But this does not mean the fall of the West, it is a test for all of us, and for Ukraine first of all because we are paying the highest price. And we have a moral right to demand stronger actions. We have the right to ask the question:

“Four months of full-scale invasion have passed. Russian aggression is in its ninth year. You promised that sanctions would stop this aggression, but they are far from complete. We are not asking you for direct military assistance, but we are asking for weapons and sanctions.”y to Hungary?

MH: Exceptions for them are formulated rather vaguely. It seems they are valid until they expand the capacity of the Adria oil pipeline to take non-Russian oil. We discussed this issue, it is a manipulation, because they have already expanded the Adria in 2015 and now the only question is to switch to non-Russian oil technologically. This would take less than a year.

Hungary can switch to non-Russian oil in less than a year, energy expert claims

The European Commission has agreed to this manipulation by Hungary to prevent the loss of face because if a small Hungary alone could block the consensus decision of all other EU members, it would look like a defeat of the EU. So, they decided to pretend that Hungary still had to work. However, at the end of this year, the EU must ask Hungary what had been done and how they had “worked” on giving up Russian oil.

Well, Orban, as the Ukrainian proverb says, “looks at Brussels, but his head is turned to Moscow.” The same is with Türkiye in NATO. With buying stolen Ukrainian grain from Russia and helping to transport it to the Middle East, Türkiye is actually playing on Russia’s side.

Poland for example has already cut Russian oil imports by a third, although it was the second or third largest Russian oil importer in the EU. They have already agreed with Saudi Arabia’s leading oil company on additional oil imports to completely get rid of Russian oil. They will complete this process by year-end.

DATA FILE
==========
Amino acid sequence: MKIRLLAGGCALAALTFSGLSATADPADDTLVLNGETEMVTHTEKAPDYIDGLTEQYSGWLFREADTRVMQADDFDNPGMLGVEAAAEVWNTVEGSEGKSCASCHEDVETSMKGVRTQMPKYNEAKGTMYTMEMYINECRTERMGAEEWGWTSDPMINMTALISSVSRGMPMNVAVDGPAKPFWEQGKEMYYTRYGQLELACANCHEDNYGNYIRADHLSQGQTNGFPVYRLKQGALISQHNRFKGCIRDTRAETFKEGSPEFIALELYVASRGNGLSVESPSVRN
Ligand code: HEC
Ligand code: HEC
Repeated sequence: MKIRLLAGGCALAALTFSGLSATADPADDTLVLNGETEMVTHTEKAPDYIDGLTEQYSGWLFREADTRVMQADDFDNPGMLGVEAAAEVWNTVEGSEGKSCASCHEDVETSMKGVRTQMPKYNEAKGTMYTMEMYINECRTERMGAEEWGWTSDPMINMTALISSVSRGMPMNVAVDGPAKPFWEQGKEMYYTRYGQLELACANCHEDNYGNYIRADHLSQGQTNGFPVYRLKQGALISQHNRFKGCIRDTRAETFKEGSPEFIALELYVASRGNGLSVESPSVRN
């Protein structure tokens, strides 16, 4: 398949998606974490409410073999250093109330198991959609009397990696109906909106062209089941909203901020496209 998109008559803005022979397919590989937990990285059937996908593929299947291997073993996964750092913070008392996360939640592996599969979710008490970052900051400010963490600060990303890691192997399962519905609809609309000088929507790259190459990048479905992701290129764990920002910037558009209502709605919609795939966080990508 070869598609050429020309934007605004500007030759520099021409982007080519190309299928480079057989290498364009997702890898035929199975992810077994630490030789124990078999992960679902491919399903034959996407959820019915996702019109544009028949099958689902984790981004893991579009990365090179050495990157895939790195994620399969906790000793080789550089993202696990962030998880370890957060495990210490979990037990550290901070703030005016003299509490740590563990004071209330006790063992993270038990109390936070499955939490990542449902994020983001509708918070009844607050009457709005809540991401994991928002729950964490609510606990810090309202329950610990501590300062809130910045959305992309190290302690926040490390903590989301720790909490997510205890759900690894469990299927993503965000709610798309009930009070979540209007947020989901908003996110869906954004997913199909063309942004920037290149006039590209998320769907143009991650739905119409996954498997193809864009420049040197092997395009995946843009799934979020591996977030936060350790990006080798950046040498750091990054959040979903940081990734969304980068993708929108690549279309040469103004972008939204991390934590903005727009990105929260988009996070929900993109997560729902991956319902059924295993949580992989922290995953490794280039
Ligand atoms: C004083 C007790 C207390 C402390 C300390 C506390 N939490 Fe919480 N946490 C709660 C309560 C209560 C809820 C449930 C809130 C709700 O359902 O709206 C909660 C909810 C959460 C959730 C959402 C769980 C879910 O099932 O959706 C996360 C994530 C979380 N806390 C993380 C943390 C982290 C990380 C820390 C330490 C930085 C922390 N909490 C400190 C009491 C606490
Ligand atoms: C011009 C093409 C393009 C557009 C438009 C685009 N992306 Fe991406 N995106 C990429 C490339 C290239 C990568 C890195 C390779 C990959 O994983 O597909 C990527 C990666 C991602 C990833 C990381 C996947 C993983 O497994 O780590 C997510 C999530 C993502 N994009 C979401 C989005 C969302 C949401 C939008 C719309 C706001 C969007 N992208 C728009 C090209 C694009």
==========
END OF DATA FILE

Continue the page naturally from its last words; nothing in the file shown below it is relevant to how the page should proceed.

BB: What about loopholes and the ways Russia tries to export its oil despite the embargo. Are there ways to limit this?

MH: Consider the embargo on Iran or Venezuela. India and China have been buying Iranian oil. For Venezuela, it was more complicated, but there were still “by-passing schemes.” Russia, along with India, shipped Venezuelan oil to India, where Russia’s Rosneft bought a refinery to refine Venezuelan oil. Even during the Cold War, the Soviet Union managed to circumvent the sanctions by purchasing high-tech equipment. An example is the scandal with the Japanese company Toshiba, which sold to the Soviet Union eight digitally-controlled machines for the production of controllable pitch propellers for warships and submarines.

There will always be options for circumventing sanctions, but if tough and radical measures are taken, there will be very few such options and sanctions will be effective. Current sanctions are obviously “not without loopholes,” when Russia blends its oil in the open sea and then manages to sell it. Sanctions after 2014 were also poorly monitored because currently, we are finding French and German equipment in Russian tanks produced at the time when sanctions were already prohibiting the export of military items to Russia.

The option that could be implemented now is what happened in 1990 to 1991 when Saddam Hussein’s Iraq invaded and occupied Kuwait and thus provoked the formation of a broad coalition under the leadership of the United States. In just six months they inflicted a devastating blow to Hussein’s regime and imposed appropriate sanctions against Iraq as an aggressor.

Or another example, after Slobodan Milosevic, former Serbian president, had been “roistering” in the Balkans for eight years, from 1991 to 1999, NATO finally decided to end his regime and completed this within two months. In our situation, Russian aggression has been going on for nine years, because the starting point is not 24 February 2022, but 20 February 2014. The waiting time has passed.

It is absurd to take sanctions by a teaspoon in the hope that after the next teaspoon the Russian regime will suddenly collapse. The Russians were preparing for war and sanctions, they created a price escalation in the EU market, and the West naively thought that dialogue would solve all issues. Dialogue is possible only when the other side also wants dialogue, but that side has clear goals of expanding influence.

All the logic of Russia is on the surface.

Edited by: Sonia Maryn